By Barry Levine / CIO Today. Updated December 18, 2012.
Every day on Research In Motion's 2013 calendar must have a big red star, given how critical every day of next year will be for the future of the company. On Wednesday, the company took another step to prepare business customers for the launch of the new BlackBerry 10 platform at the end of January, with the announcement of its BB10 Tech Review program.
Under that program, over 120 selected enterprise and governmental customers will begin beta testing a limited number of pre-production touchscreen BB10 smartphones, using RIM's new enterprise mobility management solution, BB Enterprise Service 10. The company said the beta testers include 64 Fortune 500 companies, and spans financial, government, insurance, healthcare, manufacturing, media and distribution industries.
The company said these companies will get a firsthand look at the new releases' ability to flow between core applications, the dedicated enterprise app store, the platform's secure connectivity to behind-the-firewall apps and data, and such features as BB Balance, which separates the device into a virtual version for work and one for personal life.
BB10 Ready, FIPS
The move follows other recent steps toward the launch, including the announcement last week of the gold version of its software development kit and sending out invitations for the Jan. 30 launch in New York.
Earlier this month, the Canadian company introduced an incentive effort, the BlackBerry 10 Ready Program, designed to encourage businesses to switch to the new BlackBerry smartphones. But the company has been battling some very public switches away from its platform, such as the announcement in November that the U.S. National Transportation Safety Board will discontinue using BlackBerry in favor of Apple's iPhone 5.
On the upside, RIM has received FIPS 140-2 certification, the first time a RIM product has been so certified prior to its release. It means that U.S. government agencies can start using the devices as soon as they are on the market. In addition, the U.S. Immigration and Customs Enforcement agency announced last week that, even though it had also said it will drop the BlackBerry for the iPhone 5, it has agreed to test BB10 for possible adoption.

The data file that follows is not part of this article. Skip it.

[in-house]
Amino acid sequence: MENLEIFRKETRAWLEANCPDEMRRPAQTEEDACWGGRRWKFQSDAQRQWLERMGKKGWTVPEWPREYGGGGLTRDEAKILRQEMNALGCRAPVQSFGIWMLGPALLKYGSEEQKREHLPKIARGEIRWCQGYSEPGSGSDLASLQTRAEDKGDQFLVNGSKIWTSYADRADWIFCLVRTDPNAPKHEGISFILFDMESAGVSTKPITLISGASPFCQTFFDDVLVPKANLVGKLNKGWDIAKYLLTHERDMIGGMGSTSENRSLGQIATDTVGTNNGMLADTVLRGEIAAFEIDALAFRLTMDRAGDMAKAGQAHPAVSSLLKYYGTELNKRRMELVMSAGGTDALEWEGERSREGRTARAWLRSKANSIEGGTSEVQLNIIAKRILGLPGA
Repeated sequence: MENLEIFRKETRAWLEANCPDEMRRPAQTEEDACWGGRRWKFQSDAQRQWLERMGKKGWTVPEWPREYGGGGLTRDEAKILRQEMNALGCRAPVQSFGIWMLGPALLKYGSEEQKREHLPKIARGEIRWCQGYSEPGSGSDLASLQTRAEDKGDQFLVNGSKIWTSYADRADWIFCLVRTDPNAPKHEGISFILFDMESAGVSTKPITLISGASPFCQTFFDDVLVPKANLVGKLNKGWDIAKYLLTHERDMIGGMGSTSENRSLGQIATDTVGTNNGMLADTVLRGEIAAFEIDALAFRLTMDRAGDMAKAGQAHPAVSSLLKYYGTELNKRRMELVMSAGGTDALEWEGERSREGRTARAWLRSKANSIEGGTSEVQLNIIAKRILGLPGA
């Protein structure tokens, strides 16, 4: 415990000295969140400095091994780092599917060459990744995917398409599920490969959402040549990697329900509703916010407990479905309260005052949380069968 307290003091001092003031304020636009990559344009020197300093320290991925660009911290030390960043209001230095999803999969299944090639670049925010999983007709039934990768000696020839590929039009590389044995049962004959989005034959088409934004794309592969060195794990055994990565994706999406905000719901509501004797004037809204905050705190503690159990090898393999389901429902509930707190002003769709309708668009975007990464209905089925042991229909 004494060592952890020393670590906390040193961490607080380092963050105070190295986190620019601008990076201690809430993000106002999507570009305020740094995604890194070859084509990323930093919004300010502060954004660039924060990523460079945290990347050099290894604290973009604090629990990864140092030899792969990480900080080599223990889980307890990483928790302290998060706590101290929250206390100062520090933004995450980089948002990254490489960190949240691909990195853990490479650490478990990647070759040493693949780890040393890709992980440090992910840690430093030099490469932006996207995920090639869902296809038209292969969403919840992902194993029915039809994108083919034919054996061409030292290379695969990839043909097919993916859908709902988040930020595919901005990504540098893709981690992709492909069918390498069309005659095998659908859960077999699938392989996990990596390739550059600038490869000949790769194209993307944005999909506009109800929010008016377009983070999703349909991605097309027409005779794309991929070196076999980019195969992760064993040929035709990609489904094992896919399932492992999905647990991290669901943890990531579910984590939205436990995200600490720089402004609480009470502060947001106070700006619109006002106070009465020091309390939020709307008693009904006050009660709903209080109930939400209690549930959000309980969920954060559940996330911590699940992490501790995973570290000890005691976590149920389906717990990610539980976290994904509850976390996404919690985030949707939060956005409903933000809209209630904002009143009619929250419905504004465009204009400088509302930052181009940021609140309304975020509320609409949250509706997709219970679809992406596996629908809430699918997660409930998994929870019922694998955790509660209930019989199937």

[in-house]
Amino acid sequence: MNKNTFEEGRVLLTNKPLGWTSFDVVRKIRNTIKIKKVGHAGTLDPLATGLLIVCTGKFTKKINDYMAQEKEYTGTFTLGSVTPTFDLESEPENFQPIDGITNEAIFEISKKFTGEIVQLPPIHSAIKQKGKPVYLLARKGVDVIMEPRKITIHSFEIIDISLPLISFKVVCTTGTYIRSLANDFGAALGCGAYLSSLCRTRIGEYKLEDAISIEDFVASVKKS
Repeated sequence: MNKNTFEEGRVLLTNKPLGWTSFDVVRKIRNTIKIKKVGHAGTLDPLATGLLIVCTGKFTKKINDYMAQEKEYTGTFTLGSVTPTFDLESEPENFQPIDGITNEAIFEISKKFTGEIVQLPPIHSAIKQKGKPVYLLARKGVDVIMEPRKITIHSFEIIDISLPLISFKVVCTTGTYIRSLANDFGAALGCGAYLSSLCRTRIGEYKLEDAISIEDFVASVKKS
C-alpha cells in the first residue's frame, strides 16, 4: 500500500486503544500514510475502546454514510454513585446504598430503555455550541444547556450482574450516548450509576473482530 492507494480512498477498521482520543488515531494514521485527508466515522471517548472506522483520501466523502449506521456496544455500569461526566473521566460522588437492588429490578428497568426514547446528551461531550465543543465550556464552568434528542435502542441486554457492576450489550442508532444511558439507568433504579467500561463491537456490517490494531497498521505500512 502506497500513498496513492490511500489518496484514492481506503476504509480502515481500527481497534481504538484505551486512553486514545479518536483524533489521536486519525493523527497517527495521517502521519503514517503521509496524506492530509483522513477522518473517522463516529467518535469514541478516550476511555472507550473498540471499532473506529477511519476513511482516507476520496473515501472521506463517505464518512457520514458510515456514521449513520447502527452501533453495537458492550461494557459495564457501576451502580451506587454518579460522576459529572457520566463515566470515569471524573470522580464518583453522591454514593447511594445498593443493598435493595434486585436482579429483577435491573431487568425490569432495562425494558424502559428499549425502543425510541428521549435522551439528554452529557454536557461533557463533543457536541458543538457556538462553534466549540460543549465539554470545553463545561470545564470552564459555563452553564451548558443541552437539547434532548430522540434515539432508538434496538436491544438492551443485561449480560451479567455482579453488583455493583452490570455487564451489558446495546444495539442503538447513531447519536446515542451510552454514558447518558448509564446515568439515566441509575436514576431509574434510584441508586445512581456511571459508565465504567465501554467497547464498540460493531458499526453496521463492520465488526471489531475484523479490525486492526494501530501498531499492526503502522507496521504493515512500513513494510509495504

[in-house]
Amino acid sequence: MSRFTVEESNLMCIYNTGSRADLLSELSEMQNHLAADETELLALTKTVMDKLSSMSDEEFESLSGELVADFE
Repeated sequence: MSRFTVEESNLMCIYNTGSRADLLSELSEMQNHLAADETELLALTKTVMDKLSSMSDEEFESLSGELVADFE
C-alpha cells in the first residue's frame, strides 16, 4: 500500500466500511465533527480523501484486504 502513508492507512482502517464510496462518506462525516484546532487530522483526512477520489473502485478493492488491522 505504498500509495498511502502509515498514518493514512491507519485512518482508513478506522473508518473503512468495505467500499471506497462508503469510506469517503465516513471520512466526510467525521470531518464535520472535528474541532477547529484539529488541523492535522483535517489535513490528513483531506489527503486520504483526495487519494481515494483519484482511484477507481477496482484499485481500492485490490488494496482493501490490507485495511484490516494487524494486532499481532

Current Analysis' Avi Greengart has seen and used new BB10 devices, and, while he can't discuss them in detail at the moment, he said he was allowed by the company to note that he was "very impressed." He added that he had been "vocally dismissive of what RIM has shown in the past, especially at BlackBerry World this year."
Greengart pointed out that among the many challenges the company is facing is the fact that the "bring your own device" movement has accelerated among businesses "that had previously been BlackBerry-only."
He also noted that, although RIM is known for its base in enterprises, "at the end of the day, it is a consumer company," with most of its customers around the world being consumers. It has to thrive in that market anyway, Greengart said, and being one among several choices for BYOD companies is part of the same challenge.
He also pointed out that RIM is moving into 2013 with 80 million customers, as well as "a certain level of trust in IT departments," and it is "doing a good job of generating excitement about its launch, particularly in markets outside the U.S." It has also been conducting sessions for third-party developers, under the sticky name of BlackBerry Jams, and, as Greengart noted, "claims to have 50 carrier partners around the world."